Allen & Gooch Blog

Workers' Compensation


Are your claimants completing the Employee Certificate of Compliance 1025 form? In this post-COVID world, along with the increase of weekly unemployment benefits, we have noticed an increase in claimants receiving unemployment benefits, but failing to report the benefits. Under La. R.S. 23:1225(B) no workers’ compensation benefits are payable for temporary or permanent total disability or supplemental earnings benefit for any week in which the employee has received, or is receiving, unemployment benefits. The Employee Certificate of Compliance makes claimants aware of this provision and warns that, “It is unlawful for you to receive workers’ compensation indemnity disability benefits and unemployment benefits at the same time, except for permanent partial disability benefits.” In addition, it sets forth the possible fines that may be imposed if it is found the claimant willfully made a false statement regarding the receipt of unemployment benefits. The form contains an Employee Certification which the claimant should sign acknowledging that they understand the contents of the documents, and certifying their compliance with the requirements stated in the form. To prove fraud we have to show that the claimant has willfully made a false statement or misrepresentation for the purpose of obtaining benefits. Although it is possible to make a fraud claim for failure to report the receipt of unemployment benefits without the Employee Certificate of Compliance, a much stronger argument can be made for willful misrepresentation if the claimant has signed the Employee Certification.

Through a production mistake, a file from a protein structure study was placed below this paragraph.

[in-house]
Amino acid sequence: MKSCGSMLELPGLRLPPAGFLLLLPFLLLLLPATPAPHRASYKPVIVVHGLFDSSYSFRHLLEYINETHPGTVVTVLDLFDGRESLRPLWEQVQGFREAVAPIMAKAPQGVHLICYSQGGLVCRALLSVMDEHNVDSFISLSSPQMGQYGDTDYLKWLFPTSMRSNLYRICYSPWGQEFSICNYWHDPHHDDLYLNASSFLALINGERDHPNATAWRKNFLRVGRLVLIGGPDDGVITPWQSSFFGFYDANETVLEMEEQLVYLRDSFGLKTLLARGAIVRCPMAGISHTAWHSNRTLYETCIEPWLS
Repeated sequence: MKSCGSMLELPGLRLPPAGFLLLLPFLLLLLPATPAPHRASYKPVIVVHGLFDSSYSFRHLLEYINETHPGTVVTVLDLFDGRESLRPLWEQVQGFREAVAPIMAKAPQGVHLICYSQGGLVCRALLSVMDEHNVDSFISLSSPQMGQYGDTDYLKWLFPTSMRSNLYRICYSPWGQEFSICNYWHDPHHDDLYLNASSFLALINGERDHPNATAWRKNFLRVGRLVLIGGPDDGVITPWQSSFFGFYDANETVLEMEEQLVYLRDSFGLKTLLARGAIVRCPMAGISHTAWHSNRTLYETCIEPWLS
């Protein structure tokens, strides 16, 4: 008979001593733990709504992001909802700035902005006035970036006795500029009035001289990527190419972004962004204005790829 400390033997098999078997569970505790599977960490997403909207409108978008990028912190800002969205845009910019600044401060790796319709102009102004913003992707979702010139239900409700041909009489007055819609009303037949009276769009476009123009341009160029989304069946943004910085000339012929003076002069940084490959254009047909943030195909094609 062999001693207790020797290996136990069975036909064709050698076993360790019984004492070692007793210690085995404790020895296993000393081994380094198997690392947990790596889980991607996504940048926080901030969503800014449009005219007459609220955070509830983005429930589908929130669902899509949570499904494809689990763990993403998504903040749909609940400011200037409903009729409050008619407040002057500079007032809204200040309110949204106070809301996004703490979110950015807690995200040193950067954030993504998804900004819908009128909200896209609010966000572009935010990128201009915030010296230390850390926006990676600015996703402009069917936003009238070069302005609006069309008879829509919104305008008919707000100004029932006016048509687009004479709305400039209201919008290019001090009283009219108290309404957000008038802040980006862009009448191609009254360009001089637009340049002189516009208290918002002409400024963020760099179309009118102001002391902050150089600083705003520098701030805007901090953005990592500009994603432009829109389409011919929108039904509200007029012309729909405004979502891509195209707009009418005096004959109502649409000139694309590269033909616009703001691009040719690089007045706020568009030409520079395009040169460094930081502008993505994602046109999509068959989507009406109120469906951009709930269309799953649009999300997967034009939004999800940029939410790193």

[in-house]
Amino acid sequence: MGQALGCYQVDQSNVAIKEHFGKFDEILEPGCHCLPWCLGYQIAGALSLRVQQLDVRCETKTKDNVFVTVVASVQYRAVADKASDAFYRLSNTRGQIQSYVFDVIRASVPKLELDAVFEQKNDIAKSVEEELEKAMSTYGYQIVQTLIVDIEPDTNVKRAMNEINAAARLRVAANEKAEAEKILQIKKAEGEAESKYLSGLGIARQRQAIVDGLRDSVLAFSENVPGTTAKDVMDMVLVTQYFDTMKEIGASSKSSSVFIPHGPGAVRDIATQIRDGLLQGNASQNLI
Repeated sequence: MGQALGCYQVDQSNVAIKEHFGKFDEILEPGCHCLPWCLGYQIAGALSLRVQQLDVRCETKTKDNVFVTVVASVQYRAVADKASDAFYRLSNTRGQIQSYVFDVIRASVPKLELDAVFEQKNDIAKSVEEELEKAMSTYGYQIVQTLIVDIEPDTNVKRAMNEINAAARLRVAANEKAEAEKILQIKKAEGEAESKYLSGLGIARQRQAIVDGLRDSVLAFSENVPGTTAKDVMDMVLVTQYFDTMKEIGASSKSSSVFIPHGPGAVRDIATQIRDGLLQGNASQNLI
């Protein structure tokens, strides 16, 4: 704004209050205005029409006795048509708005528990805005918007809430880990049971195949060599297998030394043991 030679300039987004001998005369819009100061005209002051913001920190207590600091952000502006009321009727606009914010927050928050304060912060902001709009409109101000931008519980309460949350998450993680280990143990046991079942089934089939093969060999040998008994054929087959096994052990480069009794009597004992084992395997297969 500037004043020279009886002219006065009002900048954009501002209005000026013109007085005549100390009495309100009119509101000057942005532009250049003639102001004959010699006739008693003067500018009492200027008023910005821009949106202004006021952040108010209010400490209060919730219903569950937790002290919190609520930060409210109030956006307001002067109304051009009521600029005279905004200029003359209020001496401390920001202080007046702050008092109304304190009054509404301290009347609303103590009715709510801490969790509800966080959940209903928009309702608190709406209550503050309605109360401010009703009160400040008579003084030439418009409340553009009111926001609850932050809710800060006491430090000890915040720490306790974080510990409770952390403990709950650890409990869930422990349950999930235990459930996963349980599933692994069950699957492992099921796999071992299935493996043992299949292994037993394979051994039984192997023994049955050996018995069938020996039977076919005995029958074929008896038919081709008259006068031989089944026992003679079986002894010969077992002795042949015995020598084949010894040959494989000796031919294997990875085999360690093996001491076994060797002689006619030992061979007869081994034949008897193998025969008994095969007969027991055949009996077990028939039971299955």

This form should be part of the initial package of documents sent to each claimant to complete. We recommend that if you have any opened claims in which the Employee Certificate of Compliance has not been sent or returned, that you send a form for the employee to complete. If the form is not returned, follow up with the claimant or his/her attorney. In addition, we recommend that in any case you have with a claimant receiving indemnity benefits, other than permanent partial disability benefits, that an investigation be made into whether they have received unemployment benefits at any time during the claim. You may be surprised at what you find.

Allen & Gooch is providing this legal update for informational purposes only. This article should not be construed as legal advice or a legal opinion as to any specific facts or circumstances. You should consult your own attorney concerning your particular situation and any specific legal questions you may have.